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It’s time to get radically realistic. About everything.

We’re over two weeks into this now, and things are getting weird. We’re long past the hurricane/snowstorm frenetic energy phase and headed directly towards the horror movie zone. We all know that this is hard, that normal is a distant memory, and that we’re figuring things out as we go. We’re resetting our realities as we speak, and things keep shifting under us all the time. 

In my house, we’re deep in the hands-on toddler zone and spending some serious quality time together. Our son is practically walking, so he’s clearly going to be an Olympic athlete. He rocks out on every noise making toy he has like a young Mozart, which is both relaxing and great for calls. And yesterday he vomited, looked at it, and immediately started licking it – so he’s either going to be a chef or he’s spending too much time with our dog. 

Our dog is struggling without her park visits, but my husband seems to barely register that we haven’t left the house in 2 weeks. Frankly, I’ve never seen him put as much effort into anything as he’s currently putting into becoming the favorite parent. He actually pulled a muscle in his leg doing elaborate jumps to get a laugh earlier this week, and he’s taken to counting dirty diapers as a marker of how much our son liked his cooking that day. I wish those were exaggerations. If this doesn’t end soon, I’m going to get seriously worried for both of them.

Like us, parents everywhere are spending more time with their kids than we’re used to. One thing is universal, we’re all gaining new respect and appreciation for the tireless, hard work that teachers, nannies, and other caregivers do every day. They’ve been underappreciated and undervalued for too long, and I hope the palpable hole their absence has left in our lives is filled with gratitude and better childcare systems (for both parents and caregivers) when this is over. Everyone can now plainly see what happens to society without them, and it’s not sustainable. 

However, for the time being, we are indeed without them. I’m one of 4 siblings, and now that we’re all home with our kids, we cannot stop talking about what it must have been like for our parents when we were growing up, especially our mom. Chaos. But I’ll tell you one thing: she set the parenting bar at the right level. We played outside without adults, we made messes, we did things that I now look back on with horror as a mom. There were definitely screens, and it wasn’t all educational (I was unquestionably too young to be watching 902101 and ER). There was also homework, books, games, cooking experiments, family meals and a lot of time together. It worked. I’ve read many articles telling parents how to create schedules during this time (color code it! schedule time for fun!). I understand the need for some routine and structure, but I also think we need to give ourselves and each other a lot of flex and leeway.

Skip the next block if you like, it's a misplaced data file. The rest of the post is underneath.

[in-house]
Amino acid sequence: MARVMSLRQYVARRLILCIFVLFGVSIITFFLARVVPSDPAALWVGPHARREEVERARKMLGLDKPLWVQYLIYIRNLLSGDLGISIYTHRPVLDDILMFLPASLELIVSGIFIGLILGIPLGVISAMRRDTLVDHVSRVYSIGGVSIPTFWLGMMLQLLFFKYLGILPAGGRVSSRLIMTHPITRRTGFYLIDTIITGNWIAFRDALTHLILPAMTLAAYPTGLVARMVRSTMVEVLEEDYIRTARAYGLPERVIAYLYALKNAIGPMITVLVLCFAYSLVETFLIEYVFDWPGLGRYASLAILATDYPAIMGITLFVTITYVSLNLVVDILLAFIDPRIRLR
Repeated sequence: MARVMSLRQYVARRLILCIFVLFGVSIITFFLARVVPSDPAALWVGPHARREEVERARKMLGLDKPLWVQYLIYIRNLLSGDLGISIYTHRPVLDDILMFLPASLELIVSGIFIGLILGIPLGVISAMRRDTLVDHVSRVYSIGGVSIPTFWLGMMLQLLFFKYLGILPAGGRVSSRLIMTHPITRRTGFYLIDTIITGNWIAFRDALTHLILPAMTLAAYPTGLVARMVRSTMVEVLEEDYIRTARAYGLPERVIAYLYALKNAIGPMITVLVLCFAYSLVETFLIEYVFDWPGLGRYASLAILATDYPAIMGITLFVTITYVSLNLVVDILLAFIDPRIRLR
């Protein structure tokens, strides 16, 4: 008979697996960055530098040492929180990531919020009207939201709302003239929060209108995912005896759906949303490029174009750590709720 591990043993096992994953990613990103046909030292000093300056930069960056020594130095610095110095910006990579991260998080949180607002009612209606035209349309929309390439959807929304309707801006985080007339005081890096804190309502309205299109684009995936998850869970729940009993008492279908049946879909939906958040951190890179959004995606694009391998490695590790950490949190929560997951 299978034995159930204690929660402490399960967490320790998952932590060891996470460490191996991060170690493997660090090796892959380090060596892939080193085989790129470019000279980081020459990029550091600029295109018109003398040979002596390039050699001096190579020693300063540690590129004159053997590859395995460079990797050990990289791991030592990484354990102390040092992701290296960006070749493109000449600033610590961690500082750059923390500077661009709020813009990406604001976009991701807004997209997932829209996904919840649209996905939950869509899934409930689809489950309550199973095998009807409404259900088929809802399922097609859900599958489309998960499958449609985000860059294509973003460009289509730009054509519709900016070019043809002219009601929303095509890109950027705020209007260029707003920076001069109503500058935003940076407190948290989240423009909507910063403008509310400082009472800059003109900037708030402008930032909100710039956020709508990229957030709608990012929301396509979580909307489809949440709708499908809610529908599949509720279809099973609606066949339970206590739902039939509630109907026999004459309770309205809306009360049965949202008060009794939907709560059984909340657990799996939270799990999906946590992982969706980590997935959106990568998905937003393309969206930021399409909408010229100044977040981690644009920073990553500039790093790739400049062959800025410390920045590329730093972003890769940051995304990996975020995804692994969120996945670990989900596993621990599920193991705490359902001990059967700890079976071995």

It’s clear that we’re not going back to ‘normal’ in the next few weeks. Whatever your current situation is, we’re going to have to make that work for a while. I know we all have work to do; I hadn’t seen the hours past midnight so consistently in years. But we also have to stop acting like this is a short period of time that we can muscle our way through with a few quick fixes until we’re back to where we used to be. 

Some people argue that having younger kids is harder when working from home, others say that having older kids is more difficult right now. The reality is that all age groups come with their own challenges and no one has it easy. That makes now the perfect time to let go of control. It’s never been clearer that we will truly never know the impact of the million choices we make on behalf of our kids every hour. We can only control so much, and the rest? We just have to let it go. 

I’ve seen countless articles advise managers to “encourage your team to have their kids on the video call!” – it’s a nice sentiment, but you know what the reality is? If you can see my kid on the video, at best I am absorbing 30% of what you’re saying. Empathy towards working parents is crucial, but it needs to go beyond empathy to an understanding and acknowledgement that we’re working as hard as we can, but we can’t get everything done the way we can when we are at work and someone else is watching our kids. That’s the deal that working parents have made, and that deal was just broken with zero warning and no one to blame. 

There’s a reason that most people do not work from home without childcare – it’s not functional. But here we are. And so I say to you, let it go, lower your standards, settle into the fact that what used to take you 1 day to complete might take 3 right now. Let kids play on their own, make a mess, watch tv, and live without a perfect schedule; they will still make it out the other side ok. Now is the time to be radically realistic with yourself, your family and your work. Do what you can, and say goodbye (for now) to the rest.

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liz@kunikco.com

liz@kunikco.com

Liz is mom to a baby boy and cofounder of Kunik.

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